Patrick O’Flynn Patrick O’Flynn

Could Farage save the Tory right?

Nigel Farage (Photo: Getty)

Talk to almost any right-wing Tory MP these days and one of the first things they raise – with me anyway – is whether or not the Reform party is going to cost them their seats.

‘It makes no sense getting rid of people like me. The way we are going, we will only send 100 MPs back after the election and nearly all of them will be from the One Nation wing. They are the ones who tend to have the big majorities. So we get a Labour landslide and a left-wing Conservative party. How is that going to help anyone?’ one MP complained to me recently.

Plenty of Tory MPs in the Red Wall and beyond believe that even a soft or informal endorsement from Farage could be worth 3,000 votes to them

There is mounting incredulity that Reform leader Richard Tice appears to be sticking to his rule that the party should stand everywhere and to be positively delighting in the prospect of more Tory carnage to match Andy Street’s ousting as West Midlands metro mayor – partly thanks to a chunky Reform vote.

Now one senior Conservative right-winger has gone public suggesting a full pact between his party and Reform.

Jacob Rees-Mogg last night used his GB News ‘Moggologue’ to call for ‘re-uniting the right’. ‘What we need is a big, open and comprehensive offer to those in Reform,’ he told viewers, making a comparison with the coalition agreement with the Lib Dems after the 2010 election.

His plan, hazy as it was around the edges, seemed to involve a pre-election pact. It certainly envisaged Nigel Farage sitting in a Conservative cabinet and implied senior berths should also reserved for the likes of Tice and Reform deputy leader Ben Habib.

When asked about it on the same channel a couple of hours later, Farage baldly declared: ‘It’s just not going to happen.’

But the reasoning behind his dismissiveness was instructive: ‘Rishi is not bold, he has no leadership whatsoever and the truth is that the vast majority of Conservative MPs are social democrat, “One Nation” careerists. They have no courage, they have no vision,’ said Farage. So not because it was an intrinsically nonsensical idea then.

Farage is surely correct that no such offer will be made from Tory high command. But that does not preclude him extending some kind of olive branch to the select group of Conservative MPs who share his world view.

Increasingly Farage regards himself as the overall leader of the authentic right in UK politics, rather than just honorary president of Reform. This means he does not quite follow the Tice line, which can be summarised as ‘the only good Tory is a dead Tory.’

Farage told GB viewers last night: ‘There is no Conservative party, it does not exist. Oh, their members are conservative and patriotic, their voters are conservative and patriotic. Their parliamentary party is not. We have Jacob Rees-Mogg. There are others – like Liz Truss and Mark Francois – who have views similar to me. They are a tiny minority.’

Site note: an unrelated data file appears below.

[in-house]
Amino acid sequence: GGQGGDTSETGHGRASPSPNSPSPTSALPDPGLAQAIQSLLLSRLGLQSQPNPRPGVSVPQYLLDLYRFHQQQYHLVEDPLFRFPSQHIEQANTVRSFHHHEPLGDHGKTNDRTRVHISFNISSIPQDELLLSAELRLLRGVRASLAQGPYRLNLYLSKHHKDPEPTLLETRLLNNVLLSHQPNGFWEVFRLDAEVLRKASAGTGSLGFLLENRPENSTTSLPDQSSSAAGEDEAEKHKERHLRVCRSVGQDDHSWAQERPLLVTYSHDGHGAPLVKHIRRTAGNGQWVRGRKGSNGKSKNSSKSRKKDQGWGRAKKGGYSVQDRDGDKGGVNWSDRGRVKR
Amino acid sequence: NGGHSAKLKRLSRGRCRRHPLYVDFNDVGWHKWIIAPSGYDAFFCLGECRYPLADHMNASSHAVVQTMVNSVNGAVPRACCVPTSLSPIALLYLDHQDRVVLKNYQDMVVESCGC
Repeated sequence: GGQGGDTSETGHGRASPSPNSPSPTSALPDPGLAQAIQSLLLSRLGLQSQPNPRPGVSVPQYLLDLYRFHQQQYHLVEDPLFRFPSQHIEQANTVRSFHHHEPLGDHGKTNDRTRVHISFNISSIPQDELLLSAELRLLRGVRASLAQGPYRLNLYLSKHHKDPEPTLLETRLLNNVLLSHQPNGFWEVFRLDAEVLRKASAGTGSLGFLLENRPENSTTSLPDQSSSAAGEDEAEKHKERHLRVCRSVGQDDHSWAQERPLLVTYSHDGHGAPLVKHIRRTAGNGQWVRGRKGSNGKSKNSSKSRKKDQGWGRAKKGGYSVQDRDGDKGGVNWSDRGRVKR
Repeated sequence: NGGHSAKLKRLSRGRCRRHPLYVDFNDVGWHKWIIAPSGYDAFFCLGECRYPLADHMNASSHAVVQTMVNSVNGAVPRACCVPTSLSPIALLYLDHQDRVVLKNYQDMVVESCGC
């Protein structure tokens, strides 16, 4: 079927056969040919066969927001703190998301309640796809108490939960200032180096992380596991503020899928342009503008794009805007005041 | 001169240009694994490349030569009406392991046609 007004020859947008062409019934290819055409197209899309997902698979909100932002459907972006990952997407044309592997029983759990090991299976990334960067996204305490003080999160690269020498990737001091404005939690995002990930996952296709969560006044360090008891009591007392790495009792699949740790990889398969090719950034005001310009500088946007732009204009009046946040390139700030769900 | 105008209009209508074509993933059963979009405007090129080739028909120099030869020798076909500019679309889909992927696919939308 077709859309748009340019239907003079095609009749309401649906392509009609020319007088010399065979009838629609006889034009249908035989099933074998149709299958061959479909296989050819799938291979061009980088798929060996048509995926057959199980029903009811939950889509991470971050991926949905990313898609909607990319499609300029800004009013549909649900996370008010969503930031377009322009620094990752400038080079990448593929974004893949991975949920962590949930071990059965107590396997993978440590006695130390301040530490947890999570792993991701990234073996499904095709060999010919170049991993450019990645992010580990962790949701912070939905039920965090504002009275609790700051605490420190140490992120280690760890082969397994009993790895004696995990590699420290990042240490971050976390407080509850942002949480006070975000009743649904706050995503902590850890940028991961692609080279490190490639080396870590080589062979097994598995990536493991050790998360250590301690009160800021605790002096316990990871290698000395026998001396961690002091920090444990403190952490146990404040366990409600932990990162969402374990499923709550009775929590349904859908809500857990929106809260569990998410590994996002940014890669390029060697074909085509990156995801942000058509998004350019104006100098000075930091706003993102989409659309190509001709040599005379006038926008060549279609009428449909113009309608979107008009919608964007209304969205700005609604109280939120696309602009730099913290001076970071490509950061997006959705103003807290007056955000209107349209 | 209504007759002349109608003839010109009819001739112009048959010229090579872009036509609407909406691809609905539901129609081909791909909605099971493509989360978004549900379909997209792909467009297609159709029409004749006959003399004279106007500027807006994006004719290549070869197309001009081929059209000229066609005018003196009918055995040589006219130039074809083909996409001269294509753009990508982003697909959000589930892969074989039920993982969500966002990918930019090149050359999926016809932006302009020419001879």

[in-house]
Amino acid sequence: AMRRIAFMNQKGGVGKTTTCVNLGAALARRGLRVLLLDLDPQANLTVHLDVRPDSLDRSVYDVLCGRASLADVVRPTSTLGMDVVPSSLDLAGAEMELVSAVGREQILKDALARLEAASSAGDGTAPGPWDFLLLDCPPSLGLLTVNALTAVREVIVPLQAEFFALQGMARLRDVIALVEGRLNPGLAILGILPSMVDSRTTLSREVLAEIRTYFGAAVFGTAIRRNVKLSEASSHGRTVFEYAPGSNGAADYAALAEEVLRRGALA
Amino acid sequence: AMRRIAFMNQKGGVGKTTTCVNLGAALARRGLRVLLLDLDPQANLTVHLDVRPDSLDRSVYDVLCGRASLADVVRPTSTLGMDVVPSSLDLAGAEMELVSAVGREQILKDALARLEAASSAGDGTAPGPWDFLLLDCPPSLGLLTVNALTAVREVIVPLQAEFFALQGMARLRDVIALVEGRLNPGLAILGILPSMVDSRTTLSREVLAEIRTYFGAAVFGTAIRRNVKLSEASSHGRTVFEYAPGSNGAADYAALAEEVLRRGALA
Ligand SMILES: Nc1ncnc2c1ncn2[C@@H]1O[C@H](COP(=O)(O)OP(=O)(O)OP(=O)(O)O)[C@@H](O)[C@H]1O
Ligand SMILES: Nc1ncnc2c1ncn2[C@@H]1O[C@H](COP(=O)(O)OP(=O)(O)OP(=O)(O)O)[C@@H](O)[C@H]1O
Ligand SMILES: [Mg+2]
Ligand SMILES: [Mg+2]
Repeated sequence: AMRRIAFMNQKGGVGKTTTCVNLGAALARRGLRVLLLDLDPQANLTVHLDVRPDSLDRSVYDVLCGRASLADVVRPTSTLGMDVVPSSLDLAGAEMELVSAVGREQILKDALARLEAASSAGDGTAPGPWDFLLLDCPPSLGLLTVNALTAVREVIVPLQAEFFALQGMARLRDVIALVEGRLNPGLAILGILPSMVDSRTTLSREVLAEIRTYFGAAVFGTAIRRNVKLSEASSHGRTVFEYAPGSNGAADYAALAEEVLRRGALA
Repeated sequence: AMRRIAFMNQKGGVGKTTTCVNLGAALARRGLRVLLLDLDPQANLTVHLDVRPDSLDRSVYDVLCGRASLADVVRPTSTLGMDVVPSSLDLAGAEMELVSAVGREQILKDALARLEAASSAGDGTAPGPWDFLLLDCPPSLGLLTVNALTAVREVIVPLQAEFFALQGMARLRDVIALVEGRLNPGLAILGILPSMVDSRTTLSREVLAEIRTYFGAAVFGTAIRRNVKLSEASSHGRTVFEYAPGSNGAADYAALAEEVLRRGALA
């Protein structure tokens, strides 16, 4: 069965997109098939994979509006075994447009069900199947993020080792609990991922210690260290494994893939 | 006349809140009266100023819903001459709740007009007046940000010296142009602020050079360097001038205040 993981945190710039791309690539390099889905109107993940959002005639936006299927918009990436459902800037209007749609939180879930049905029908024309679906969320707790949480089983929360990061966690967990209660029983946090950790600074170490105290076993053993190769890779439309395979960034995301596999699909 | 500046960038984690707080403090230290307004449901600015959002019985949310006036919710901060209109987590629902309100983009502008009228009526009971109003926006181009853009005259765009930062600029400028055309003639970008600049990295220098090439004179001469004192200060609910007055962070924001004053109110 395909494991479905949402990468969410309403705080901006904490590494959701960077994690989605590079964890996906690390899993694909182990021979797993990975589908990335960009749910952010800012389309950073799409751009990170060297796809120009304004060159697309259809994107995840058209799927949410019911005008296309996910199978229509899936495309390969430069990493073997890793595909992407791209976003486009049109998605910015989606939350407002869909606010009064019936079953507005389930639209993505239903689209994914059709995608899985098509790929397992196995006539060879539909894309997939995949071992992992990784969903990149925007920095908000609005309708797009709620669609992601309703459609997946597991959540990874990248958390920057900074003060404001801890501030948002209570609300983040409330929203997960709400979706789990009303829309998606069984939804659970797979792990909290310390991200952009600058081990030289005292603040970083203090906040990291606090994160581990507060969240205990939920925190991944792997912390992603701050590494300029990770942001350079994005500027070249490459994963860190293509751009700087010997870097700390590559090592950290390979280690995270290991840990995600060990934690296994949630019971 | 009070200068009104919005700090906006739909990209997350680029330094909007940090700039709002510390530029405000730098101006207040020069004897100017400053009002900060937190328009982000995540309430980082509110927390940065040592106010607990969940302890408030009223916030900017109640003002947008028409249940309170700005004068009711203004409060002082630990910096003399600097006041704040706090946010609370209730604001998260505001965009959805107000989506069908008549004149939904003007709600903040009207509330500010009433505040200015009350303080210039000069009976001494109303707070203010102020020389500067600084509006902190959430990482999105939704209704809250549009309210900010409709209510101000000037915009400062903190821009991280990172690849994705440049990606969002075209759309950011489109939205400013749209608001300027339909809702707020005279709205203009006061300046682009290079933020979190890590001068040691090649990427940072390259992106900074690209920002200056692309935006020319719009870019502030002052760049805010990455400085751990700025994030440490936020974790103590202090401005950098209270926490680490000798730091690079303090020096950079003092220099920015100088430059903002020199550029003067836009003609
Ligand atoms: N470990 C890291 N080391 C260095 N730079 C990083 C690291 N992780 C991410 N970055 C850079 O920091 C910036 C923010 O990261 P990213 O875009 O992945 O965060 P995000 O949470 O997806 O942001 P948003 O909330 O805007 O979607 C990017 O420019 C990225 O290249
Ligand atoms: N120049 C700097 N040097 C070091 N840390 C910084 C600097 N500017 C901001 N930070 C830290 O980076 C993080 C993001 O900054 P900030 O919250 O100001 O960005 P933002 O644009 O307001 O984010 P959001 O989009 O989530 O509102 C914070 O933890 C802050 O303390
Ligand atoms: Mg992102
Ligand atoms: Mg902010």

Farage is a crafty and subtle enough operator to take the initiative here. I think he will find a way over the summer to reach out to this ‘tiny minority’, offering them a way to show they are genuine ideological soulmates and causing palpitations in Sunak’s inner-circle by doing so.

Perhaps the likes of Rees-Mogg will be offered a chance to sign up to Reform’s key policies and promise to vote and campaign for those positions in the next parliament. Sunak would come under pressure to withdraw the whip from any MP giving a rival party such succour. But remember, when he did that to Lee Anderson the result was a full-on defection and a lot more wind in Reform’s sails.

Plenty of sitting Tory MPs in the Red Wall and beyond believe that even a soft or informal endorsement from Farage could be worth 3,000 votes to them and give them a fighting chance of holding their seats. They would be hugely tempted by an avenue to demonstrate Reform-friendly credentials.

Nigel Farage had his fingers burned in the 2019 general election after making a rare mistake under immense pressure: when it transpired that Boris Johnson’s boldness was proving hugely persuasive to Brexiteer voters, Farage decided to stand down against every sitting Tory MP. That meant he ended up giving a free pass to ardent anti-Brexit Tories such as Caroline Nokes and Tobias Ellwood. The debacle occurred because, rarely, he had not thought hard enough about his position in advance.

This time round, with his reach into the Tory right vastly extended thanks to his GB News bully pulpit, he will surely seek to be the instigator of events rather than a victim of circumstances. It is pointless Jacob Rees-Mogg making plans for Nigel. But just maybe Nigel is making plans for him.


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